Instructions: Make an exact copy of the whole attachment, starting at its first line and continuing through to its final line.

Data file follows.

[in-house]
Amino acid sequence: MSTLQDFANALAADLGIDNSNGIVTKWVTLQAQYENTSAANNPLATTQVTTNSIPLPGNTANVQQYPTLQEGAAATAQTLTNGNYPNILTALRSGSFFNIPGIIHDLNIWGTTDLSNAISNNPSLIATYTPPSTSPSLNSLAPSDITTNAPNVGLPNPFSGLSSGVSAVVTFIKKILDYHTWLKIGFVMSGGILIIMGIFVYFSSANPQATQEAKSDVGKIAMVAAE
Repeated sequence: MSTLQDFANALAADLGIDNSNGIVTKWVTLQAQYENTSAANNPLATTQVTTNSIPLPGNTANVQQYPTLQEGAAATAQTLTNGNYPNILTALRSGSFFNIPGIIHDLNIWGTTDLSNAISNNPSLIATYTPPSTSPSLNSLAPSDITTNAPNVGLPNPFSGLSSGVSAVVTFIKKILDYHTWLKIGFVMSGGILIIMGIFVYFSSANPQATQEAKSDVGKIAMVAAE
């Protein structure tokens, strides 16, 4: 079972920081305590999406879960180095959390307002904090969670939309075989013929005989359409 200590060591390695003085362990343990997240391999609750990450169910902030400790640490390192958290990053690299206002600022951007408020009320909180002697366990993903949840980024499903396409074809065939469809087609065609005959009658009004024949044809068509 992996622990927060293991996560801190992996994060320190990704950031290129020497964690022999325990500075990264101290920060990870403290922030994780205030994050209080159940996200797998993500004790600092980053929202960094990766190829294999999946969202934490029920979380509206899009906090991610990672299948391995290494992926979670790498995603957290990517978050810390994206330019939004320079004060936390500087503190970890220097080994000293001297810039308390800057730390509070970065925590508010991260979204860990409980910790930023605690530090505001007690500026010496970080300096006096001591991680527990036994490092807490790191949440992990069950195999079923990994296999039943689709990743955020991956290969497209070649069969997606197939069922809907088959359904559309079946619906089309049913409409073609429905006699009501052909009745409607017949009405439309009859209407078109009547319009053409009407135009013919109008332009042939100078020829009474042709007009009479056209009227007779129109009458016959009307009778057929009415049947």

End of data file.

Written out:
[in-house]
Amino acid sequence: MSTLQDFANALAADLGIDNSNGIVTKWVTLQAQYENTSAANNPLATTQVTTNSIPLPGNTANVQQYPTLQEGAAATAQTLTNGNYPNILTALRSGSFFNIPGIIHDLNIWGTTDLSNAISNNPSLIATYTPPSTSPSLNSLAPSDITTNAPNVGLPNPFSGLSSGVSAVVTFIKKILDYHTWLKIGFVMSGGILIIMGIFVYFSSANPQATQEAKSDVGKIAMVAAE
Repeated sequence: MSTLQDFANALAADLGIDNSNGIVTKWVTLQAQYENTSAANNPLATTQVTTNSIPLPGNTANVQQYPTLQEGAAATAQTLTNGNYPNILTALRSGSFFNIPGIIHDLNIWGTTDLSNAISNNPSLIATYTPPSTSPSLNSLAPSDITTNAPNVGLPNPFSGLSSGVSAVVTFIKKILDYHTWLKIGFVMSGGILIIMGIFVYFSSANPQATQEAKSDVGKIAMVAAE
């Protein structure tokens, strides 16, 4: 079972920081305590999406879960180095959390307002904090969670939309075989013929005989359409 200590060591390695003085362990343990997240391999609750990450169910902030400790640490390192958290990053690299206002600022951007408020009320909180002697366990993903949840980024499903396409074809065939469809087609065609005959009658009004024949044809068509 992996622990927060293991996560801190992996994060320190990704950031290129020497964690022999325990500075990264101290920060990870403290922030994780205030994050209080159940996200797998993500004790600092980053929202960094990766190829294999999946969202934490029920979380509206899009906090991610990672299948391995290494992926979670790498995603957290990517978050810390994206330019939004320079004060936390500087503190970890220097080994000293001297810039308390800057730390509070970065925590508010991260979204860990409980910790930023605690530090505001007690500026010496970080300096006096001591991680527990036994490092807490790191949440992990069950195999079923990994296999039943689709990743955020991956290969497209070649069969997606197939069922809907088959359904559309079946619906089309049913409409073609429905006699009501052909009745409607017949009405439309009859209407078109009547319009053409009407135009013919109008332009042939100078020829009474042709007009009479056209009227007779129109009458016959009307009778057929009415049947």